Ditch Clutter to Tune In Your Intuitive Vision
Without even realizing it, we wake up daily to clutter pouring in—constant television or the Internet at home, talk radio in the car, TV news programs at the airport and loud music in restaurants. Soon our senses become dulled and our vision turns lusterless. How can a person connect with their intuitive vision and goals while being constantly bombarded by thousands of outside messages?
Vision is essential to success. Yes, you can stumble on a great idea without knowing where you’re going, but in my experience mentoring thousands of people, it rarely happens that way. Successful people look ahead, imagine the future they want, then make it happen through a combination of passion, commitment and intuitive vision.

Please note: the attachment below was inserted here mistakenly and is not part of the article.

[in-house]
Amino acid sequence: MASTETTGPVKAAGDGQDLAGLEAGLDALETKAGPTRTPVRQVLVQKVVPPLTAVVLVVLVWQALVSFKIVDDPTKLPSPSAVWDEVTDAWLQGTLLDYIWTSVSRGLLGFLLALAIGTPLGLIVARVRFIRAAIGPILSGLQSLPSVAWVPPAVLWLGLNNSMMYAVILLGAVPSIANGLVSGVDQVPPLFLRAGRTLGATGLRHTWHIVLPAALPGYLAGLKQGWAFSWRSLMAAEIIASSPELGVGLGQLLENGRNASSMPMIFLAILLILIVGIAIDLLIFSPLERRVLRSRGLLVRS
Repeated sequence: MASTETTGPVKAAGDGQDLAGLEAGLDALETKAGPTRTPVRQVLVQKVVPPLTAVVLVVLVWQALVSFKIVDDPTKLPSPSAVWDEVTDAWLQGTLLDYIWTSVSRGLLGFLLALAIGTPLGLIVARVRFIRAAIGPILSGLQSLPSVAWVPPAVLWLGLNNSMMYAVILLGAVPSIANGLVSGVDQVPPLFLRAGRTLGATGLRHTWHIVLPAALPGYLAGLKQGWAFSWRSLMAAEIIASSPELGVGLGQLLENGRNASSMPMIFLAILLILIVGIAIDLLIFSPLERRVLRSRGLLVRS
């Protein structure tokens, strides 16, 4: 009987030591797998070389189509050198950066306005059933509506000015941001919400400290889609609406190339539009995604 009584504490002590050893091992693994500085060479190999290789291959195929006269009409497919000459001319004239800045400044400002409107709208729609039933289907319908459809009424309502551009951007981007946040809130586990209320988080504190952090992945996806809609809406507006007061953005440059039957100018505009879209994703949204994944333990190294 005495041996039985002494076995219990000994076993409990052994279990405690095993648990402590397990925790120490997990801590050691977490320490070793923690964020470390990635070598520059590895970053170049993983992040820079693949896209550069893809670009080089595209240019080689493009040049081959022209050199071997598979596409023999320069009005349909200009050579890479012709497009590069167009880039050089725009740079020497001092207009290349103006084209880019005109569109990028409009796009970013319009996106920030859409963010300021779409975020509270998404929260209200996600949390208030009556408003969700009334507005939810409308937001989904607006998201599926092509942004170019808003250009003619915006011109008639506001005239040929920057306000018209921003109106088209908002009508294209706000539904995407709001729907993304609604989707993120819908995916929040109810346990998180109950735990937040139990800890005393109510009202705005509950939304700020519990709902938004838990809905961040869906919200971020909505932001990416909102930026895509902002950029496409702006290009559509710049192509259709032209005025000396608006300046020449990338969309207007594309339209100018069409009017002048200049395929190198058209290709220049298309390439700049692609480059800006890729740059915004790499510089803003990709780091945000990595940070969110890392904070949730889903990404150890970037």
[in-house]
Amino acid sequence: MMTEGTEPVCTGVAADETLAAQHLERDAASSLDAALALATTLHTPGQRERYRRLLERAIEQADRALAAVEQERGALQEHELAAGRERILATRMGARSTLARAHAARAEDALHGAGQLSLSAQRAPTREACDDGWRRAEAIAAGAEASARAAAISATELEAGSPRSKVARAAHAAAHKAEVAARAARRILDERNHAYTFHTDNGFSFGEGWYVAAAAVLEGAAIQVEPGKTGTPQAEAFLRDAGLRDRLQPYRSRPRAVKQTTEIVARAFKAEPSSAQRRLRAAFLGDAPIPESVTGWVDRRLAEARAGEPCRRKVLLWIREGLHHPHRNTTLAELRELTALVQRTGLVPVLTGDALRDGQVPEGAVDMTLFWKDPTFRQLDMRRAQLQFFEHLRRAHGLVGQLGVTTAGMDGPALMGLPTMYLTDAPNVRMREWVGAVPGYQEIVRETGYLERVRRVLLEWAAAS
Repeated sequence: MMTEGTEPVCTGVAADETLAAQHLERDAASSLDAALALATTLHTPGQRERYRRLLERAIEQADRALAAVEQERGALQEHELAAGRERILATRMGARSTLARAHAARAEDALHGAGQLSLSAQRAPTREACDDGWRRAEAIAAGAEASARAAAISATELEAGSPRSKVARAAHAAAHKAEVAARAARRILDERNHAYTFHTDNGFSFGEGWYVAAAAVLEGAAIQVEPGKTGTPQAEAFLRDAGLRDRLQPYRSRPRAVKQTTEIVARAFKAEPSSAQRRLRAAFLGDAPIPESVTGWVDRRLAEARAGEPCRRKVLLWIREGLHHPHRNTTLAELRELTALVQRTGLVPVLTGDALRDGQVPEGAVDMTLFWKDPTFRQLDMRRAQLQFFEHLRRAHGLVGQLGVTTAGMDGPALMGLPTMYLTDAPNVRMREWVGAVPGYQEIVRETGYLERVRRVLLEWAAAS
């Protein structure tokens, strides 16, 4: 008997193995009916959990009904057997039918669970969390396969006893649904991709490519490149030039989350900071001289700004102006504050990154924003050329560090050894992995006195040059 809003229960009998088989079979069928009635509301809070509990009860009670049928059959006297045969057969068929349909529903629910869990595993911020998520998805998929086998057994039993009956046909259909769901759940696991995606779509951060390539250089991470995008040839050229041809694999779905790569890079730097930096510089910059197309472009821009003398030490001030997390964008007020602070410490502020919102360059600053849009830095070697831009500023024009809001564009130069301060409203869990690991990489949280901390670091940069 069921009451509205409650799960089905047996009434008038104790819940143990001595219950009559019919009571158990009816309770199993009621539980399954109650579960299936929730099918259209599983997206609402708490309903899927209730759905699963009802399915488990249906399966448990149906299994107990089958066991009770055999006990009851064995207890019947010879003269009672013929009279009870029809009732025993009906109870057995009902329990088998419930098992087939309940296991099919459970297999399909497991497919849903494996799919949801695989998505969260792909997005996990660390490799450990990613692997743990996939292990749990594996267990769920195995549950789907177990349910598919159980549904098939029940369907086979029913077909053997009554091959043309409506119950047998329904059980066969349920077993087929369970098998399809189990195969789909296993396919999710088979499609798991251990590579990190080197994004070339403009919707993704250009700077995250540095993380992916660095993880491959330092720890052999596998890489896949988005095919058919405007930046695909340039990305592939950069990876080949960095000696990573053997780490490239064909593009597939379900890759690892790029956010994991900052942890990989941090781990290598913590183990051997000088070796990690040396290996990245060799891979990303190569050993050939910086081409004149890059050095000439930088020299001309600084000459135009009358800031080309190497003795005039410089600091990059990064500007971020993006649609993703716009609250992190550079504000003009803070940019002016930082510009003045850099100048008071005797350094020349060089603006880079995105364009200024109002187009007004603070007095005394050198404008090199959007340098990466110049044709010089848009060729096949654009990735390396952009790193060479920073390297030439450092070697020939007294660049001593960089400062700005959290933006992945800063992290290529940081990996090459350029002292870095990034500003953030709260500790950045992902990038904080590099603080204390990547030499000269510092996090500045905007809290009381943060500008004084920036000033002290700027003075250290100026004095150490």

To conceive any vision you must first get quiet. Remove the clutter and turn down the volume. When you consciously eliminate pervasive noise, silence arouses your imagination. Make it a goal to eliminate clutter from your mind, your day and your life.
I started with my physical environment, which is the easiest to control. I successfully created an uncluttered house and an uncluttered office. Next I uncluttered my mental environment. While I rarely watch TV or listen to talk radio, and I don’t crave an hourly update on current events, I have my own clutter addiction to battle—movies. My addiction got so bad for a while that I found myself going to really bad movies, wondering later why I wasted that time and money. I still love going to good movies, but now I’m more selective.
I appreciate that these activities are some of the most common ways to relax. But you cannot wake up to clutter, be bombarded with it all day, go to bed with that same level of intrusion and still have the mental space to connect with your intuitive vision. Choose renewing ways to relax, such as strolling through a park, soaking in the tub or reading a great book.
As with most ambitious endeavors, eliminating all the clutter in your life can be overwhelming at first. The trick is to start small: